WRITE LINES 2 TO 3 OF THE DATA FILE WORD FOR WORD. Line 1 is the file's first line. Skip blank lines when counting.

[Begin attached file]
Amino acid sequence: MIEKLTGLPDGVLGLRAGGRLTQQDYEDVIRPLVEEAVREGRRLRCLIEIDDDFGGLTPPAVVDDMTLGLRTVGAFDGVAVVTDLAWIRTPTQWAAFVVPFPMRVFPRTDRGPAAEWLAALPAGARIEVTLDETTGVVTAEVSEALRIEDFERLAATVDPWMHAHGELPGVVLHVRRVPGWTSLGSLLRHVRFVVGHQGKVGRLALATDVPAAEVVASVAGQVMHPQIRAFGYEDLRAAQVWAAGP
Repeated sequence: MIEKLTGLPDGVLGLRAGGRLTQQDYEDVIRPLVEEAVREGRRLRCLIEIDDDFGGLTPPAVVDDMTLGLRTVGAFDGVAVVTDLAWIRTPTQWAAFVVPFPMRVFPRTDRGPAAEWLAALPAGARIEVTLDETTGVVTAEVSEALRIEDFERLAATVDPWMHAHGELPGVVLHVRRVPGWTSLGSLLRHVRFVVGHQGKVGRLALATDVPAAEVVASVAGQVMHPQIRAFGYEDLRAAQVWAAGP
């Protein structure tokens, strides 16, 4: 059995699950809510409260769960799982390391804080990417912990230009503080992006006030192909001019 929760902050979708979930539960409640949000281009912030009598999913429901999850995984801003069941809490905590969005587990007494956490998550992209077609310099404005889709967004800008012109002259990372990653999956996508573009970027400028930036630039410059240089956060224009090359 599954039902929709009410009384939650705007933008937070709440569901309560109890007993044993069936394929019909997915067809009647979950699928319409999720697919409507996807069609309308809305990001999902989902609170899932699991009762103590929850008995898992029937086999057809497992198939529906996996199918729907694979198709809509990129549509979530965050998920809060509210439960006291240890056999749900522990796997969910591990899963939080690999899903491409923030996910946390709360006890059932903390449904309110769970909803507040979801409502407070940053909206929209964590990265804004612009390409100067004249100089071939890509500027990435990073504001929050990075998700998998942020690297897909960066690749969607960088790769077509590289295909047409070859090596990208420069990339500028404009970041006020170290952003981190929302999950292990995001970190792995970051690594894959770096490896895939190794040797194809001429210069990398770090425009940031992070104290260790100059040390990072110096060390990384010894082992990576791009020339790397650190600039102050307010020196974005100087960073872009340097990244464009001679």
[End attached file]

Repeated sequence: MIEKLTGLPDGVLGLRAGGRLTQQDYEDVIRPLVEEAVREGRRLRCLIEIDDDFGGLTPPAVVDDMTLGLRTVGAFDGVAVVTDLAWIRTPTQWAAFVVPFPMRVFPRTDRGPAAEWLAALPAGARIEVTLDETTGVVTAEVSEALRIEDFERLAATVDPWMHAHGELPGVVLHVRRVPGWTSLGSLLRHVRFVVGHQGKVGRLALATDVPAAEVVASVAGQVMHPQIRAFGYEDLRAAQVWAAGP
């Protein structure tokens, strides 16, 4: 059995699950809510409260769960799982390391804080990417912990230009503080992006006030192909001019 929760902050979708979930539960409640949000281009912030009598999913429901999850995984801003069941809490905590969005587990007494956490998550992209077609310099404005889709967004800008012109002259990372990653999956996508573009970027400028930036630039410059240089956060224009090359 599954039902929709009410009384939650705007933008937070709440569901309560109890007993044993069936394929019909997915067809009647979950699928319409999720697919409507996807069609309308809305990001999902989902609170899932699991009762103590929850008995898992029937086999057809497992198939529906996996199918729907694979198709809509990129549509979530965050998920809060509210439960006291240890056999749900522990796997969910591990899963939080690999899903491409923030996910946390709360006890059932903390449904309110769970909803507040979801409502407070940053909206929209964590990265804004612009390409100067004249100089071939890509500027990435990073504001929050990075998700998998942020690297897909960066690749969607960088790769077509590289295909047409070859090596990208420069990339500028404009970041006020170290952003981190929302999950292990995001970190792995970051690594894959770096490896895939190794040797194809001429210069990398770090425009940031992070104290260790100059040390990072110096060390990384010894082992990576791009020339790397650190600039102050307010020196974005100087960073872009340097990244464009001679």